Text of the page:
Australia Wants to Get Elephants

Australia has a long and painful experience with alien species introduced by humans, who have profoundly affected the ecological balance of the continent. However, David Bowman, professor of ecology at the University of Tasmania, suggests that a possible solution to serious environmental problems in Australia would be … introduction of new alien species.

In a study published in the journal Nature, David Bowman explains that large areas of land in the country are extremely difficult to control situations such as natural fire extension and spread of invasive species of plants and animals.

For example, gamba grass (Andropogon gayanus), a grass species originating in Africa and can grow to 4 feet tall, has become an invasive species in Australia and has an important role in the emergence and development of a fire. Programmes to control by spraying with herbicides from aircraft and cutting inefficient because these plants are very large surfaces.

Bowman proposes a biological solution: the introduction of species that consume large quantities of this plant. For example, introduction of elephants, along with traditional controlled burn on small areas, practiced by indigenous people, could help to rule fires in the north.

Ecologist also proposes the reintroduction of species unro local predators such as dingoes, to control the spread of feral animals such as cats or foxes. Installation of fences, poisoning or shooting these animals their helicopter are inefficient and costly methods.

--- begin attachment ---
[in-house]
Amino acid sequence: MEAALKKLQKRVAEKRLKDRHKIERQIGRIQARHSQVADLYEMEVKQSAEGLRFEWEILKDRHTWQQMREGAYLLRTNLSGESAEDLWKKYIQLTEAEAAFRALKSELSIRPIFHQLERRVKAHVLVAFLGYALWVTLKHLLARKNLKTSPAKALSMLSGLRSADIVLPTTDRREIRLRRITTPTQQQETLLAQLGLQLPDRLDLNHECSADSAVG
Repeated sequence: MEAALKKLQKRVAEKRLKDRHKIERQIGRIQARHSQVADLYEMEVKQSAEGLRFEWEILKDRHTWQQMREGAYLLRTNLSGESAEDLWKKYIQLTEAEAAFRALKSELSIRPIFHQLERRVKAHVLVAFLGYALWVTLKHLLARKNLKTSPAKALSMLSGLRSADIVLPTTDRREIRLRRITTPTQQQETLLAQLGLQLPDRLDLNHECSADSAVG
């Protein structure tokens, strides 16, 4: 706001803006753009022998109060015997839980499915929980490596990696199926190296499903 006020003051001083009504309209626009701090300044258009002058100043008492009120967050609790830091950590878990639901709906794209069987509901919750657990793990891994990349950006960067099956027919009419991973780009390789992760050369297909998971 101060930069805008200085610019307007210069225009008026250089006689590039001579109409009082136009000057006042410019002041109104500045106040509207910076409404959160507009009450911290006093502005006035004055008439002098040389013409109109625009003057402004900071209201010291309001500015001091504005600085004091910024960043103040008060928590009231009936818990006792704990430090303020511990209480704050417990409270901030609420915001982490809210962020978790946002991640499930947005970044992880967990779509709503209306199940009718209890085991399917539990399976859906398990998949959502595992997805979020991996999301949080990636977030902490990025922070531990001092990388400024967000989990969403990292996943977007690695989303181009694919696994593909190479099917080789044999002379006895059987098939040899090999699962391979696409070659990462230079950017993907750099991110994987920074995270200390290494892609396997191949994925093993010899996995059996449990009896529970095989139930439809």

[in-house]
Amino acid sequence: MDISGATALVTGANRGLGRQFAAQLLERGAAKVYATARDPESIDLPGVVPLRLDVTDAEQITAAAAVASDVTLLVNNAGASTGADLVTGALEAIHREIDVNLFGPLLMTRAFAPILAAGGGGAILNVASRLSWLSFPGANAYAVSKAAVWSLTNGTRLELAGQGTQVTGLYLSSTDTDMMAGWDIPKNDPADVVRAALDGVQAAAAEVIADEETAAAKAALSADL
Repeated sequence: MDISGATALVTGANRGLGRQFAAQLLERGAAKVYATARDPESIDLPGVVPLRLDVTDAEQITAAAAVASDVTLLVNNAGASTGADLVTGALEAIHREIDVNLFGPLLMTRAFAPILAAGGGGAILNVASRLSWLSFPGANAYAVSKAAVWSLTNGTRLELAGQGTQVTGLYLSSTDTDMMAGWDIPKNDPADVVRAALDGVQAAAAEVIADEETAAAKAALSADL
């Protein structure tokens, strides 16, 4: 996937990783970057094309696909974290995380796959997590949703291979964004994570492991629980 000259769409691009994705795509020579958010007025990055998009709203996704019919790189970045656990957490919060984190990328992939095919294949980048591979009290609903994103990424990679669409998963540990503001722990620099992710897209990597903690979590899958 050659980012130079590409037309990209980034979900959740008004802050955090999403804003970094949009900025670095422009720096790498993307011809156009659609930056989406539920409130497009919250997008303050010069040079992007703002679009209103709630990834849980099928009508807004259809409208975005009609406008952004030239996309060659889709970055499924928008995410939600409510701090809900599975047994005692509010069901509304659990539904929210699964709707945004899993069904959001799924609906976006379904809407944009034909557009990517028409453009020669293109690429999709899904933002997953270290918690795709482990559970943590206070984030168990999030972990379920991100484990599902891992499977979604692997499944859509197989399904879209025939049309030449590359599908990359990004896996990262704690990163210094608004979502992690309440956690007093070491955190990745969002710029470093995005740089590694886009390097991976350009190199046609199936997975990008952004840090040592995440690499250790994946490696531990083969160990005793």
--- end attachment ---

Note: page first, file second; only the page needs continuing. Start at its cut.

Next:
He believes that Aborigines should be encouraged (and rewarded financially) to hunt these animals, the activity would have a beneficial effect on Aboriginal health, suffering from the adoption of Western lifestyles.

Obviously, all copies should be marked introduced and closely monitored by GPS, the radio installation, sterilization, contraception, etc..

Bowman has extensive experience as a naturalist, he spent 20 years in northern Australia, often with native populations, dealing with the study of plants, natural fires and feral animals.

His ideas have sparked heated debates within the scientific community, some biologists considering that the proposed actions it would be dangerous and would exacerbate problems already caused by alien species.

However, David Bowman insists that point approaches, the control of either species invasive, costly and ineffective and that it takes a holistic solution that takes into account not only the scientific side, but also factors of emotional and cultural.

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